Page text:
In 1912, Owen Brooks partnered with friend Reginald Smith and together the pair converted the building into the ‘Headingley Picture House’ which ran successfully until Reginald died in 1922. The picture house was then sold to Frank T Thompson (of Golden Acre Park fame) in 1937, but was sold again after only a year to Associated Tower Cinemas, who changed the interior, adding a balcony, and changed the name to Cottage Road Cinema. 

The company invested in the small cinema, spending a further £20,000 in modernising the premises in 1972, after a decision was made to continue its use as a cinema. The Lounge and Cottage Road Cinemas continued to cooperate successfully until 2005, when the Lounge Cinema closed. Cottage Road Cinema almost suffered the same fate until a last minute deal was made, and the cinema was then taken over by Mr Charles Morris, making it part of the Northern Morris group. 

Since becoming part of the Northern Morris Group the cinema has introduced a special classic film night every 6 weeks. “Classics at the Cottage” has almost become a tradition where patrons can watch the classics in the fitting environment. Recent classic films have included: Cabaret, Casablanca, Some Like It Hot, The Godfather, Breakfast At Tiffany’s & Top Hat. 

Cottage Road Cinema, Cottage Rd, Leeds LS6 4DD
Bus stop: Weetwood Lane, Otley Road 

Channel 4 Majestic 

Leeds’ notorious Majestic building has resided on City Square since it was originally built in the early 1920s as a cinema, during a boom in the construction of picture houses and a widespread newly found love of motion picture. Hundreds of people would gather for screenings at the Majestic, many of which were often accompanied by the Majestic Symphony Orchestra. The premises also included a restaurant and a dance hall, where afternoon tea dances and evening dance classes were held. After a long and successful stint as a picture house and dance hall, it later closed in 1969 and was used as a bingo hall before reopening as the Majestyk nightclub in 1996 and later closing in 2006.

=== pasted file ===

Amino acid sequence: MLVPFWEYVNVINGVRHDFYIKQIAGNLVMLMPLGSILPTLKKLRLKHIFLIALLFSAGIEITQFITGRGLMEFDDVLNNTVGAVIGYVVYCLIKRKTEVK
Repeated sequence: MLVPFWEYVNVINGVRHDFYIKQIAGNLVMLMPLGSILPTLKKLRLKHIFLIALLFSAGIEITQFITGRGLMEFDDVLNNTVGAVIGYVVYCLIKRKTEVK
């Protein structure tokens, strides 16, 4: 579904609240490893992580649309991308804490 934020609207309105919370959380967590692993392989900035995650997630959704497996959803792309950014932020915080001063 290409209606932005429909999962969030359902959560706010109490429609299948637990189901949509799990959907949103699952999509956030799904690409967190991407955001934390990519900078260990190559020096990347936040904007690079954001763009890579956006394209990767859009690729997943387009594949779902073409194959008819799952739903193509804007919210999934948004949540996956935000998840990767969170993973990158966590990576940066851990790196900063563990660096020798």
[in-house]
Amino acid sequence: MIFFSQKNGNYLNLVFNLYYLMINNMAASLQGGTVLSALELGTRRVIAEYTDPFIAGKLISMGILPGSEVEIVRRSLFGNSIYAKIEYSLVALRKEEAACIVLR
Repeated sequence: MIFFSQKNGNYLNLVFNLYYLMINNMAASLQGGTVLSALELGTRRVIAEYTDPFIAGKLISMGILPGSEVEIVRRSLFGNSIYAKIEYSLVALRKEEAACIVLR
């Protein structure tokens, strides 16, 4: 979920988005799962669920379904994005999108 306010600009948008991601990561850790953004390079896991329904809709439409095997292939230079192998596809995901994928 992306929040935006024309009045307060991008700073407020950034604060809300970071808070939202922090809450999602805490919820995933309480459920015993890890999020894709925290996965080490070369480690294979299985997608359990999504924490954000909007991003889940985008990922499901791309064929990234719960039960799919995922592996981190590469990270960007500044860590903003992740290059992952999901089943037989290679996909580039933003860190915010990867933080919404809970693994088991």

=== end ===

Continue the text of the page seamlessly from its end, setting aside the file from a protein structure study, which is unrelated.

The Majestic building stood empty for many years until a fire broke out in 2014, destroying almost all of the building’s original interior features. After many years of redevelopment by Rushbond, the Majestic building is soon to reopen as the new Channel 4 HQ, as well as a new office space for Knights Plc Solicitors. 

City Square, Leeds LS1 2HT
Bus stop: Wellington Street (S2) 

Images: Cottage Road Cinema (credit: Cottage Road Cinema), The Majestic (credit: Leeds Library & Information Services), The Old Red Bus Station (credit: Pinterest)